Hung Moy (P) v Ang Cha Hooi [2021] 5 MLJ 337

Case Review: Hung Moy (P) v Ang Cha Hooi [2021] 5 MLJ 337

Court: Court of Appeal (Putrajaya)

Topic: Setting Aside the Decree Nisi


1.     The Appellant is a retired teacher who later worked as a private tuition teacher.

2.     The Respondent on the other hand is working as an estate agent and a security official in Penang.

3.     The Appellant and the Respondent were married in 1977 and were blessed with two (2) children who are now grown-up adults.

4.     The Appellant and the Respondent had lived together until 3 June 2008 when the Respondent left the house after a quarrel with the Appellant.

5.     On 2 July 2009, the Appellant filed a contested petition for divorce in Kuala Lumpur High Court.

6.     The petition was served to the Respondent by way of substituted service as ordered by the Court order.

7.     However, the Respondent did not attend or defend the hearing when the petition was heard.

8.     On 2 June 2010, the High Court granted the Appellant’s petition and issued a decree nisi, which became absolute on 3 September 2010.

9.     On 8 December 2017, the Respondent filed an application to overturn the decree nisi and the decree nisi absolute.

10.  The High Court allowed the Respondent’s application, leading to this appeal.


1.     Whether there was delay by the Respondent to set aside the decree nisi?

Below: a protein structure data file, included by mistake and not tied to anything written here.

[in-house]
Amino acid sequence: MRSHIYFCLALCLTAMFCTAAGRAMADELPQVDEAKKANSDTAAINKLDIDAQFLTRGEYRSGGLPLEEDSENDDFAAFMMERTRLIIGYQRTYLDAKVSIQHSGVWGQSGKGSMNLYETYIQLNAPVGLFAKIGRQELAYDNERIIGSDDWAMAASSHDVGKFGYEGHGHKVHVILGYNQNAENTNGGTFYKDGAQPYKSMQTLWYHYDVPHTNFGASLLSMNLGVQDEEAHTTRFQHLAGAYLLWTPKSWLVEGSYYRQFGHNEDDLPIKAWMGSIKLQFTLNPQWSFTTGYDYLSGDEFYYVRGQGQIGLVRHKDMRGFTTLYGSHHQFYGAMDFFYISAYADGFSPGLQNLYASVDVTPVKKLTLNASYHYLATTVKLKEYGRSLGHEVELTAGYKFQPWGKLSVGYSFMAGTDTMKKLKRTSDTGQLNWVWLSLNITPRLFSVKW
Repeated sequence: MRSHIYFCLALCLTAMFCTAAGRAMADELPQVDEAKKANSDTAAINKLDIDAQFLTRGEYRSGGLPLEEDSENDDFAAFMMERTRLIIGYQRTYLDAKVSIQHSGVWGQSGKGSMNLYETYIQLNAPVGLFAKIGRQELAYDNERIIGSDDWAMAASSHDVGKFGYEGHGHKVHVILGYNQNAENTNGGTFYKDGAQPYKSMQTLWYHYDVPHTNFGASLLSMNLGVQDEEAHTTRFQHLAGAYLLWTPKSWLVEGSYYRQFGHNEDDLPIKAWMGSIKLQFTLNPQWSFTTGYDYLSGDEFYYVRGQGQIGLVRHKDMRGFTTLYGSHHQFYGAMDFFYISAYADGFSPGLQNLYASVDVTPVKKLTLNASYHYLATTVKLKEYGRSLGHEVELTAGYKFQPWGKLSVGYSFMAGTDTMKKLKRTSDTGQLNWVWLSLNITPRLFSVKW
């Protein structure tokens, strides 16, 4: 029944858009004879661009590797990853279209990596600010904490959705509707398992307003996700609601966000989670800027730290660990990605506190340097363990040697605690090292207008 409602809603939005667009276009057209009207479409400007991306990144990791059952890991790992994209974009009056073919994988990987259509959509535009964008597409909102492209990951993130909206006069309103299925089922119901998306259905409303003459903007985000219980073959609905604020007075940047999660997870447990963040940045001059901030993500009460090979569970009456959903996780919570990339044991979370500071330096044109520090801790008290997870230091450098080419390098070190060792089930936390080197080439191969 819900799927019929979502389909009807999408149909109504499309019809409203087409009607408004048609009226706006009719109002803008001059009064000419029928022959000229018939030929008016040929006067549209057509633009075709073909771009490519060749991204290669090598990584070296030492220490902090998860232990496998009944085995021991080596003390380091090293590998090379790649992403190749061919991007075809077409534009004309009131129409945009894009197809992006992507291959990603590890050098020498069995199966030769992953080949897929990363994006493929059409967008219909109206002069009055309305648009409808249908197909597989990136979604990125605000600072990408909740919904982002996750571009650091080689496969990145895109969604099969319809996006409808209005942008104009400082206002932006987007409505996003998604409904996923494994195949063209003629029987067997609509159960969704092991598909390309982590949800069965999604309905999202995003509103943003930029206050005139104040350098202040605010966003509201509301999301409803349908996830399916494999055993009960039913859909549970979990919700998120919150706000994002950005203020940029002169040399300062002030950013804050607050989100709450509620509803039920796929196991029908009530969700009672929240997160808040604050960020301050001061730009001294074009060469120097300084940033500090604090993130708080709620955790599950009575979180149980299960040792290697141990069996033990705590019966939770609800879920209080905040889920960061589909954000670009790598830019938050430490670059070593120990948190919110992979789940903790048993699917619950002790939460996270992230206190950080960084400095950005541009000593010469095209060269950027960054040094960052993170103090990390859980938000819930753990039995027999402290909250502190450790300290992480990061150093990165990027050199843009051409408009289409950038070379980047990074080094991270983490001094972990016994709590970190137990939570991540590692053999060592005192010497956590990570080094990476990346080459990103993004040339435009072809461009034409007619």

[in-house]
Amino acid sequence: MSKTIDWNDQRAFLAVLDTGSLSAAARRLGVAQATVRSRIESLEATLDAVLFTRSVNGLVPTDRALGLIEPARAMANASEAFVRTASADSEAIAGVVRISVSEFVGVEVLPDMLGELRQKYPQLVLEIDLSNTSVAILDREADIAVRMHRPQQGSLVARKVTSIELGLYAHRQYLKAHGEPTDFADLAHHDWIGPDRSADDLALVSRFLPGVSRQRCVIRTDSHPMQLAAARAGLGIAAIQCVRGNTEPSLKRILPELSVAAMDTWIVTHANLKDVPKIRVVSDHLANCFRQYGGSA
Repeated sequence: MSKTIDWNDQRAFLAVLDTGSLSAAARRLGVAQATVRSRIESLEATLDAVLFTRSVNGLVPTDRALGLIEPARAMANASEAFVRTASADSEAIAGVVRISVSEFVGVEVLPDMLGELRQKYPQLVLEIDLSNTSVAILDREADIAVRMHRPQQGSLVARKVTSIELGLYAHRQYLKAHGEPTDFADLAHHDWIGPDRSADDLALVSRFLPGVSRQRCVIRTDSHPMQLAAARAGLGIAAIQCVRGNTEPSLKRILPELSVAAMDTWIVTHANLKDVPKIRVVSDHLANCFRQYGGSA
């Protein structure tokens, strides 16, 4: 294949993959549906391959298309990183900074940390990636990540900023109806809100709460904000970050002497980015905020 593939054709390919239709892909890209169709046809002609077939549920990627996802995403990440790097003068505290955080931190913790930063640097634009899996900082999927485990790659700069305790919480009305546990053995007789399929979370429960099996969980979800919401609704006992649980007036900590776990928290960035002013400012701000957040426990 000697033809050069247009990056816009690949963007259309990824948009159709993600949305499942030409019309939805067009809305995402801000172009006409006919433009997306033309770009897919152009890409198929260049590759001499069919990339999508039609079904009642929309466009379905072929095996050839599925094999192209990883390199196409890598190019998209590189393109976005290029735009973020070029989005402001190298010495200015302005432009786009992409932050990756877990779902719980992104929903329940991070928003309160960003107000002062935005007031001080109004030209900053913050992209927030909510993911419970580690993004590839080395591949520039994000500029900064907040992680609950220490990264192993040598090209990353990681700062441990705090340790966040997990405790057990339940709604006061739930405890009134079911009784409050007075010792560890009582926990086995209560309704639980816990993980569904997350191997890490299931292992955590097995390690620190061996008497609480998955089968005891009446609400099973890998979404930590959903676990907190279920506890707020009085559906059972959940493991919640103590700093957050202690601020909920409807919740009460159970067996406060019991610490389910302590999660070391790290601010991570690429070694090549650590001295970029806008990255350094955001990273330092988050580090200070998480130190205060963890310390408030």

2.     Whether decree nisi could be set aside under the Law Reform (Marriage and Divorce) Act 1976 (“Act 164”)?


Whether there was delay by the Respondent to set aside the decree nisi?

1.     In deciding the issue, it was already in the knowledge of this Court of Appeal that the Respondent had filed the application after more than seven (7) years from the date of decree nisi was made absolute on 03.09.2010.

2.     The Respondent also had admitted through his affidavit in reply that he knew about the divorce from his son at the end year of 2015 and not in 2017 where the application was made.

3.     Despite knowing about the divorce in 2015, the Respondent only filed the application two years later, in 2017 purportedly after he was served with all the relevant documents.  His application was accepted by the previous learned High Court judge.

4.     The learned counsel for the Respondent argued that there was no delay because the Respondent was never served with the decree nisi and the decree nisi absolute until today.

5.     The Court of Appeal held in favour of the Appellant’s submissions that the Respondent who had constantly in contact with his son must have known about the divorce much earlier than in the year 2015 but he did nothing about the divorce.

6.     The Court of Appeal further decided that there was an inordinate delay of more than seven (7) years from the date the decree nisi was granted on 02.06.2010 to the date of the application on 08.12.2017.


Whether decree nisi could be set aside under Law Reform (Marriage and Divorce) Act 1976 (“Act 164”)?

7.     Section 61 of Act 164 reads as follows:

“Decree Nisi and proceedings thereafter

(1)  Every decree of divorce shall in the first instance be a decree nisi and shall not be made absolute before the expiration of three months from its grant unless the court by general or special order from time to time fixes a shorter period.